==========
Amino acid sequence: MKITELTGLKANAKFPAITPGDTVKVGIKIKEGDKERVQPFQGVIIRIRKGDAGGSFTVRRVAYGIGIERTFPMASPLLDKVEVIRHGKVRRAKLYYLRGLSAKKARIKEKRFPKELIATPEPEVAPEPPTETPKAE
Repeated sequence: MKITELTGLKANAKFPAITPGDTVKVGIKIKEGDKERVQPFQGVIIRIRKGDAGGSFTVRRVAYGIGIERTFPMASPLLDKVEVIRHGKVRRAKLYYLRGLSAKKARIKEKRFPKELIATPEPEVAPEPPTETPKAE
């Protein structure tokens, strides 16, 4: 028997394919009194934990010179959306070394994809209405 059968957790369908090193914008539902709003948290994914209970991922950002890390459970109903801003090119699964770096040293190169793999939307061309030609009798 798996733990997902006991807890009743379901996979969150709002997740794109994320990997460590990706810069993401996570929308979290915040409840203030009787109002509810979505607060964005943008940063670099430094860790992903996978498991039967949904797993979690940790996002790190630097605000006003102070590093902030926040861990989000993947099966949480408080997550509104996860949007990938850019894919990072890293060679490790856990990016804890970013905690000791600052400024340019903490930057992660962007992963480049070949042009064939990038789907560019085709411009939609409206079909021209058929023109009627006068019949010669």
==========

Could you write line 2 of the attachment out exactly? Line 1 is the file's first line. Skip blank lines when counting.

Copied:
Repeated sequence: MKITELTGLKANAKFPAITPGDTVKVGIKIKEGDKERVQPFQGVIIRIRKGDAGGSFTVRRVAYGIGIERTFPMASPLLDKVEVIRHGKVRRAKLYYLRGLSAKKARIKEKRFPKELIATPEPEVAPEPPTETPKAE